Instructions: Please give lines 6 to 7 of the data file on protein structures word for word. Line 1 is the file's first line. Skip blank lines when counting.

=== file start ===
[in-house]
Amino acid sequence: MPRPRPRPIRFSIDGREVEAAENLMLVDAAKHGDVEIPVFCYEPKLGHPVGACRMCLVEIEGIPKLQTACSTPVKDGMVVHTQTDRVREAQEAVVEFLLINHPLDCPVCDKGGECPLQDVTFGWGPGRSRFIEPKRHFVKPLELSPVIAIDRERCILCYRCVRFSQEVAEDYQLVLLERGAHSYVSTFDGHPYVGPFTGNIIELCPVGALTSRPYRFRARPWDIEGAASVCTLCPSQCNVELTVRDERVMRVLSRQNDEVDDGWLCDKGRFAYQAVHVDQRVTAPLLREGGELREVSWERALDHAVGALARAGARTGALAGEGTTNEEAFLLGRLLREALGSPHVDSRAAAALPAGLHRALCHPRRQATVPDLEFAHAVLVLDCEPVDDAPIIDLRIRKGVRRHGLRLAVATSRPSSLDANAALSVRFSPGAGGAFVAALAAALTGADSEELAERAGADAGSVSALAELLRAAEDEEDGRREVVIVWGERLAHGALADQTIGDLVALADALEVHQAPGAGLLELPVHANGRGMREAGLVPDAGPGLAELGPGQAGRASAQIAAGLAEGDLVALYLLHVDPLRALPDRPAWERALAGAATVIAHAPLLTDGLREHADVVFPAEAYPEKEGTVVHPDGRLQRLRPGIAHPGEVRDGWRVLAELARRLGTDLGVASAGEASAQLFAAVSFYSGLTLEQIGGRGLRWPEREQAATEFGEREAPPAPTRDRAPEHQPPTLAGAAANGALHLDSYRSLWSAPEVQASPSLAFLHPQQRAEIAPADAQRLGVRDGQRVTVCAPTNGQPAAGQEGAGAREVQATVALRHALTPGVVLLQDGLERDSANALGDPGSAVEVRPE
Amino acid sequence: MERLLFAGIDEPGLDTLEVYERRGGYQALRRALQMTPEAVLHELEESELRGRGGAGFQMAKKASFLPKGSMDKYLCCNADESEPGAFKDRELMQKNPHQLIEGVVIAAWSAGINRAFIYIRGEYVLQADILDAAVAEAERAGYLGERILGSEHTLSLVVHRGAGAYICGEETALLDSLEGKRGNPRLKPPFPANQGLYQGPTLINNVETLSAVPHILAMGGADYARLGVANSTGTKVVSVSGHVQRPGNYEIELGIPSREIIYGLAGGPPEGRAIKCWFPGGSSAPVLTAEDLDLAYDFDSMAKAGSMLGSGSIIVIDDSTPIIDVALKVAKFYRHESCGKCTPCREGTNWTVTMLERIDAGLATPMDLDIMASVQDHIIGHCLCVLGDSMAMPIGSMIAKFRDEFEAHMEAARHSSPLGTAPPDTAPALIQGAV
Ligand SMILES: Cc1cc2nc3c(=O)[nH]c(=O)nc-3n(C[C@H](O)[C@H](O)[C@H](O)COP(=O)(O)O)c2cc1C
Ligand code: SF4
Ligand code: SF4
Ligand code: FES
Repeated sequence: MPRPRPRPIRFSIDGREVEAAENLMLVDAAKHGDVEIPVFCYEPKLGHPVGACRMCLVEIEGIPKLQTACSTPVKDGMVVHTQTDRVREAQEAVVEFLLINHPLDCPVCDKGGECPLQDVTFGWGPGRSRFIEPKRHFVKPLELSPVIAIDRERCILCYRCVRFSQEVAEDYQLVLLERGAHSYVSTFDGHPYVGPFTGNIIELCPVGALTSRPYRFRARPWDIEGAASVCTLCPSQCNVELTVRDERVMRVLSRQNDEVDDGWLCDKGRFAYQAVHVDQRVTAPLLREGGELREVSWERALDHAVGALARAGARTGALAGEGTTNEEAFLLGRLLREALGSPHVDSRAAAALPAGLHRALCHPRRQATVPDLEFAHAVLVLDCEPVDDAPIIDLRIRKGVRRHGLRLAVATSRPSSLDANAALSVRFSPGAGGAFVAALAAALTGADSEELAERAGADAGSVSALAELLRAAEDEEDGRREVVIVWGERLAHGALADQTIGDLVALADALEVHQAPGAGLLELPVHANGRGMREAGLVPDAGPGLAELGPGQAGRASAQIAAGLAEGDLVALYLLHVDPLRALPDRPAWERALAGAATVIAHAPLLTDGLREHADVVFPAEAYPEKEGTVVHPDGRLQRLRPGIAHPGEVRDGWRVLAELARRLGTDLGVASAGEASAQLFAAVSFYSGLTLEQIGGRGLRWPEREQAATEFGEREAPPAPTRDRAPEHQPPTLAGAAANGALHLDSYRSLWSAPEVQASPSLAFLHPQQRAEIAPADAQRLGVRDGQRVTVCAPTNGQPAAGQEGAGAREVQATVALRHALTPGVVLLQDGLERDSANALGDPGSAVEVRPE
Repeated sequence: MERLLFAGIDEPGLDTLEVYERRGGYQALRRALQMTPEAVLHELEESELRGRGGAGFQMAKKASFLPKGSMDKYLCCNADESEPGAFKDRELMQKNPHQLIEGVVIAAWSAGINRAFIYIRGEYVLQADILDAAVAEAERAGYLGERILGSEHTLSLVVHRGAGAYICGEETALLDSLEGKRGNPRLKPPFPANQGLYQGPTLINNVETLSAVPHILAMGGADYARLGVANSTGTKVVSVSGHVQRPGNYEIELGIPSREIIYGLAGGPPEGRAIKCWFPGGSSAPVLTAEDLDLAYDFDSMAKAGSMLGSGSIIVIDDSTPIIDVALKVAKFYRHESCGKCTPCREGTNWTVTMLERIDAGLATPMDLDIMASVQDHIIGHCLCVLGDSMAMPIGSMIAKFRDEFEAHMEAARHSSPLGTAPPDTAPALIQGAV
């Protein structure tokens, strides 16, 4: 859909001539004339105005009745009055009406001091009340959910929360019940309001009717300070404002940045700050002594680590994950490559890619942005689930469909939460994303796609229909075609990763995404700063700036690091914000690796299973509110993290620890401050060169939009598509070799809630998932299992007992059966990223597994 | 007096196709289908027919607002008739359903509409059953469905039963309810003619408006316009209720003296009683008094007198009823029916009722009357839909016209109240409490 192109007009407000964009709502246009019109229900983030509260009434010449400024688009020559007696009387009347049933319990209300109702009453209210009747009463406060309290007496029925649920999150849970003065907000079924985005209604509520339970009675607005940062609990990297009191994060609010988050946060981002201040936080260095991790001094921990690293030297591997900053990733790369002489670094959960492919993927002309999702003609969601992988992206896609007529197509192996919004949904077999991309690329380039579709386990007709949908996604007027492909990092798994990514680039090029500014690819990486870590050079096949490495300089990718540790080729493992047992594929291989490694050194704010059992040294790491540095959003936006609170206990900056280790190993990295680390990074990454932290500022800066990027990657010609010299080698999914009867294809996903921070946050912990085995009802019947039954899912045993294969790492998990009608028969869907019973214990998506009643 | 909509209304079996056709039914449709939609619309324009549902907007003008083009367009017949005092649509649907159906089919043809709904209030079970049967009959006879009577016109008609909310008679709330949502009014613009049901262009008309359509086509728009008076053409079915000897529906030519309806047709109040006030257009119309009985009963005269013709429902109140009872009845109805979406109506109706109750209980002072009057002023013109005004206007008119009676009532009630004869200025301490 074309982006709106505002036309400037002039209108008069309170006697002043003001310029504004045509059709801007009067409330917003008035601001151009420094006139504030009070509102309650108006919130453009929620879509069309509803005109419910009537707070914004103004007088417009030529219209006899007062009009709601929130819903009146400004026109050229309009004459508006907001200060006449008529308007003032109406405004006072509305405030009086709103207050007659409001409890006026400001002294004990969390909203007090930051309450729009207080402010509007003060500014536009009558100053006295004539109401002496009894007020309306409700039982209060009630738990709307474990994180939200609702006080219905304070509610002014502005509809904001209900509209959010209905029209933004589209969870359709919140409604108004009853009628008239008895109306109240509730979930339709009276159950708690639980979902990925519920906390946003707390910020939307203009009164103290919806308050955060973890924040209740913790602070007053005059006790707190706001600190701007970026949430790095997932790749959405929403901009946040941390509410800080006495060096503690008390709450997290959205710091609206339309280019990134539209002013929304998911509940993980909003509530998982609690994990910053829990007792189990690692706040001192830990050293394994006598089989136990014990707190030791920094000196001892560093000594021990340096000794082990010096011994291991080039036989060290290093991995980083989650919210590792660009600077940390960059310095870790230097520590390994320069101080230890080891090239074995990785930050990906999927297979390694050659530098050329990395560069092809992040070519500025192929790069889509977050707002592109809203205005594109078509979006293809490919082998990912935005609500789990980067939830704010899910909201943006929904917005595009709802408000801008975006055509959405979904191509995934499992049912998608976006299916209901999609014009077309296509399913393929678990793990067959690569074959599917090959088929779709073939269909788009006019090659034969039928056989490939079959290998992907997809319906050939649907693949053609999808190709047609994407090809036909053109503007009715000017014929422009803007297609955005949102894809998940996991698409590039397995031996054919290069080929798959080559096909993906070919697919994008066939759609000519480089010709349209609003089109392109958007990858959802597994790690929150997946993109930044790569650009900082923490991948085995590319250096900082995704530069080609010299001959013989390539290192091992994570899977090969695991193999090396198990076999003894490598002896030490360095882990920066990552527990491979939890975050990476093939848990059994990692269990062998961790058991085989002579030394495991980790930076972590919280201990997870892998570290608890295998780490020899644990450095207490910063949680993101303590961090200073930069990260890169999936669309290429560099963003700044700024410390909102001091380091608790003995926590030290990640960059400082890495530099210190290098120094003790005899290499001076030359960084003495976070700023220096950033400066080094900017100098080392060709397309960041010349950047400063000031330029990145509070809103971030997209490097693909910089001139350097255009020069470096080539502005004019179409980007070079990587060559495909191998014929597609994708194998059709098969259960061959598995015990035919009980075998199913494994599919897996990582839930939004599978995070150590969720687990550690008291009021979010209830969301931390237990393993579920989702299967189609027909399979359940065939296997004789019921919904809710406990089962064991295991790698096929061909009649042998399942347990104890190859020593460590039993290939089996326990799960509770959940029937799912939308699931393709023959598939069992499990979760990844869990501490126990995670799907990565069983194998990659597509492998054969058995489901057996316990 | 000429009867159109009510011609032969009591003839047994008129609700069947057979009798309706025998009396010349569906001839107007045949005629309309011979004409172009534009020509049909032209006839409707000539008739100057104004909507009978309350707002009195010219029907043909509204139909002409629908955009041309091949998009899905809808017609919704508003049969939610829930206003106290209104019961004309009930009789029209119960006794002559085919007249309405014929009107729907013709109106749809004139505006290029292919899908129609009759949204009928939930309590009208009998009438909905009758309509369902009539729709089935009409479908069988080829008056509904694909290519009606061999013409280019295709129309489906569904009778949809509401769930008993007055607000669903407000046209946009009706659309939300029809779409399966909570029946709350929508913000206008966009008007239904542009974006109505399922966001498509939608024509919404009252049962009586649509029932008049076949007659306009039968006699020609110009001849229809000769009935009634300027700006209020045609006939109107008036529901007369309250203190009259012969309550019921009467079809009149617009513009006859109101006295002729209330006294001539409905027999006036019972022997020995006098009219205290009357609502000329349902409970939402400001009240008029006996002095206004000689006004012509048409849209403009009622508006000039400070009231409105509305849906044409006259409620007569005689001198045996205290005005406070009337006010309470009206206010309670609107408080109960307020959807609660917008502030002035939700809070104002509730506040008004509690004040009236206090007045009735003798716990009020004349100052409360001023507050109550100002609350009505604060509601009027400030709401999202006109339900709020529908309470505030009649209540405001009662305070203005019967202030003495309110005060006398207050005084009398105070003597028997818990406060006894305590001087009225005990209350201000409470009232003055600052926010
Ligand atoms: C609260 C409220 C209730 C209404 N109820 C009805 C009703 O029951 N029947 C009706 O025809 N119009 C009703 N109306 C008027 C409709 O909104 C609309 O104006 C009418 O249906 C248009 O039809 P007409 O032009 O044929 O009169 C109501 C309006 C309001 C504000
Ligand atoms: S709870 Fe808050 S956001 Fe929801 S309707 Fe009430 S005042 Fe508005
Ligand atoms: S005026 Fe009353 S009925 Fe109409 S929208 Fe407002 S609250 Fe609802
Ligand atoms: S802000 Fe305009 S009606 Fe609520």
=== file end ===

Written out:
Ligand code: SF4
Ligand code: FES